November 14, 2006 9:38 AM PST

Marks & Spencer extends RFID tagging in stores

Related Stories

RFID passports take off

October 26, 2006

Australia Post tracks mail delivery using RFID

October 19, 2006

RFID software market to boom

October 6, 2006
Marks & Spencer plans to extend item-level radio frequency identification tagging of clothes, following successful trials in 42 stores.

The major U.K. retailer is aiming to use RFID tags to help achieve its goal of 100 percent stock accuracy. Tagging its merchandise will help ensure that the right goods and sizes are in the right stores, thereby meeting demand.

"Our clothing RFID work is a good example of how we are using new technology for increased business efficiency and customer service," James Stafford, head of clothing RFID at M&S, said at the company's interim financial results presentation last week. "Stock accuracy has improved, and the customers have commented on the more consistent availability of sizes."

M&S has been one of the U.K. pioneers in using RFID tags in the retail sector. It first tested the tracking technology on men's clothing in its High Wycombe store in 2003.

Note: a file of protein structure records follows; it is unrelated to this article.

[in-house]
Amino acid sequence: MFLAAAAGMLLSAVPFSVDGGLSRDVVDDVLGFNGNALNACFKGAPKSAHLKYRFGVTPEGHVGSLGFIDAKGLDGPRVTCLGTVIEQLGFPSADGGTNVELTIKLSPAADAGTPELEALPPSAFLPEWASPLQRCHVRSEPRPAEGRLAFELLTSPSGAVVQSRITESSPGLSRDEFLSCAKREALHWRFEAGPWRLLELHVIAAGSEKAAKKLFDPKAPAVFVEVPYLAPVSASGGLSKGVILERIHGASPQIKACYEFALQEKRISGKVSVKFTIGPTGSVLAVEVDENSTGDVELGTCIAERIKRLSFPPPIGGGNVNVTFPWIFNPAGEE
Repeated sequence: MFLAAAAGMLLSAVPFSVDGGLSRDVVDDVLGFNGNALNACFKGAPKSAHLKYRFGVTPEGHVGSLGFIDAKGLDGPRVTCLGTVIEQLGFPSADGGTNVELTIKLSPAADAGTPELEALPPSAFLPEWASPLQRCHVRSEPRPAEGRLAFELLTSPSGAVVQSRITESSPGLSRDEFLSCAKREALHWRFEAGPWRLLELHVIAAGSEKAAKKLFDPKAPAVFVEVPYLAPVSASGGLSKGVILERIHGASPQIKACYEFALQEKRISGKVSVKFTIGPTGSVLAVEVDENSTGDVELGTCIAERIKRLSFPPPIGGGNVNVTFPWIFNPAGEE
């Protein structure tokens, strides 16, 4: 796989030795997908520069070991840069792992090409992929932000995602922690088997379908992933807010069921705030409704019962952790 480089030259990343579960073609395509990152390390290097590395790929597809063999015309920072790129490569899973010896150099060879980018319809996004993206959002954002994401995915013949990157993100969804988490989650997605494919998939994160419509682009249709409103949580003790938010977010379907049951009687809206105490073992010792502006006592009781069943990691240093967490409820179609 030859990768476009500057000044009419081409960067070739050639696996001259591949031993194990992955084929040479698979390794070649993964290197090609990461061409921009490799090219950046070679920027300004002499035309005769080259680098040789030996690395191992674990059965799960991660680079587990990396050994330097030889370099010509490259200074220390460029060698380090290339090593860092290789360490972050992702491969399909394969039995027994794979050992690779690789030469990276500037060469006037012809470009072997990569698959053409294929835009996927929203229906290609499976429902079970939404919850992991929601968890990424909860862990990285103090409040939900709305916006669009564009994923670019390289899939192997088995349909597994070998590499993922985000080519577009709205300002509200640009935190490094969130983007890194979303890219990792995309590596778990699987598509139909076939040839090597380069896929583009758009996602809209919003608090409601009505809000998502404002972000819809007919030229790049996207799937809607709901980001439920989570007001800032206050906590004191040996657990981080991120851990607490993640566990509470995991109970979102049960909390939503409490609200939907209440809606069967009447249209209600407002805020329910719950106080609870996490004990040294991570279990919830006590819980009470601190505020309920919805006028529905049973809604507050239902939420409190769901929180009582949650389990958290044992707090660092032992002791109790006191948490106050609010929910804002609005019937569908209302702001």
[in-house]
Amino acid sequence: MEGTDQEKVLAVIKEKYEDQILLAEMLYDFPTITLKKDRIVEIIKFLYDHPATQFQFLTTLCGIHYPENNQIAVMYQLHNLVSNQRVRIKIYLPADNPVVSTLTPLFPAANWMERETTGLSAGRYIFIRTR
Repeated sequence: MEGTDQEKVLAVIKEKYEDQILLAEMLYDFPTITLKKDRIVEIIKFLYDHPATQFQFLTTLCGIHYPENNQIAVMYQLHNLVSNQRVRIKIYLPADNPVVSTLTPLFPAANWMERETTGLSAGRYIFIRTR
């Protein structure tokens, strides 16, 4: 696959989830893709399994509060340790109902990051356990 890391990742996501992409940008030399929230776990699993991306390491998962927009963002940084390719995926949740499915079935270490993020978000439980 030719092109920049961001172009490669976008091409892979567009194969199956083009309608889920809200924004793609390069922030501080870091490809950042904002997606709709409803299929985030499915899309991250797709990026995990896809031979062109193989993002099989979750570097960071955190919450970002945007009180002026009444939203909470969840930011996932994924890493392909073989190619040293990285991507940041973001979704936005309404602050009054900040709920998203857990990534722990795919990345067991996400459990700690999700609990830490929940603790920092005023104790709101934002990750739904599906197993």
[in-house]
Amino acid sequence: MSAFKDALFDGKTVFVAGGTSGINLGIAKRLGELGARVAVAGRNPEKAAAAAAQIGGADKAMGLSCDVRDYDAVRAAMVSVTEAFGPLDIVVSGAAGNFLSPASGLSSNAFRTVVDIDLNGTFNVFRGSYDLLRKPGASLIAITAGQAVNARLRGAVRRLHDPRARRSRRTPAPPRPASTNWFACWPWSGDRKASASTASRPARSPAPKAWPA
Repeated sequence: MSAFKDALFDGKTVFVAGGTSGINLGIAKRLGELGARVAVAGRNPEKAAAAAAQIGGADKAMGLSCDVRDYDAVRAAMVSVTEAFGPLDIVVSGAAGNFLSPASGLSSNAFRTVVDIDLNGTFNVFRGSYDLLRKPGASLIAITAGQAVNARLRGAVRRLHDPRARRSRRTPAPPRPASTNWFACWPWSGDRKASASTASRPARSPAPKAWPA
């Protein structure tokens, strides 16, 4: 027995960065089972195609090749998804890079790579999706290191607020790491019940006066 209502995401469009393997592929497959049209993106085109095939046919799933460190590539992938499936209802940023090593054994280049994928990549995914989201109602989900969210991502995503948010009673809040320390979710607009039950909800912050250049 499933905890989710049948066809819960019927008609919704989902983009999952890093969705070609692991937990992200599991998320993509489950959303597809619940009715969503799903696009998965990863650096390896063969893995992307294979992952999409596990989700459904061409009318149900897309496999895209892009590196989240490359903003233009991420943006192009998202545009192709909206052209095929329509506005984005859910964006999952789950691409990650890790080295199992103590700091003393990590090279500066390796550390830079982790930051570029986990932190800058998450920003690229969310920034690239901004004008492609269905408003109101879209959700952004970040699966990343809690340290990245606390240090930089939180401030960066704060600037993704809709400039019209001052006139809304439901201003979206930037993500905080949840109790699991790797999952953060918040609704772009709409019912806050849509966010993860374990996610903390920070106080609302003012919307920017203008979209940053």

The RFID tags are contained in throwaway paper labels attached to, but not embedded in, a variety of men's and women's clothing items in stores. M&S uses scans garment tags on the shop floor; portals at distribution centers and stores' loading bays enable rails of hanging garments to be scanned as their pushed through.

A spokeswoman for M&S told Silicon.com that item-level RFID tagging of certain ranges of clothing will now be rolled out to another 80 stores in the spring of 2007.

"We are tagging a variety of complex sizing items, such as men's suits and women's trousers and skirts--anything where you can have a wide variety of clothing sizes," she said.

M&S is also looking at extending RFID tagging to other clothing departments in the fall of 2007, she added.

Andy McCue of Silicon.com reported from London.

See more CNET content tagged:
RFID, Marks & Spencer, tagging, RFID tag, clothing

 

Join the conversation

Add your comment

The posting of advertisements, profanity, or personal attacks is prohibited. Click here to review our Terms of Use.

What's Hot

Discussions

Shared

RSS Feeds

Add headlines from CNET News to your homepage or feedreader.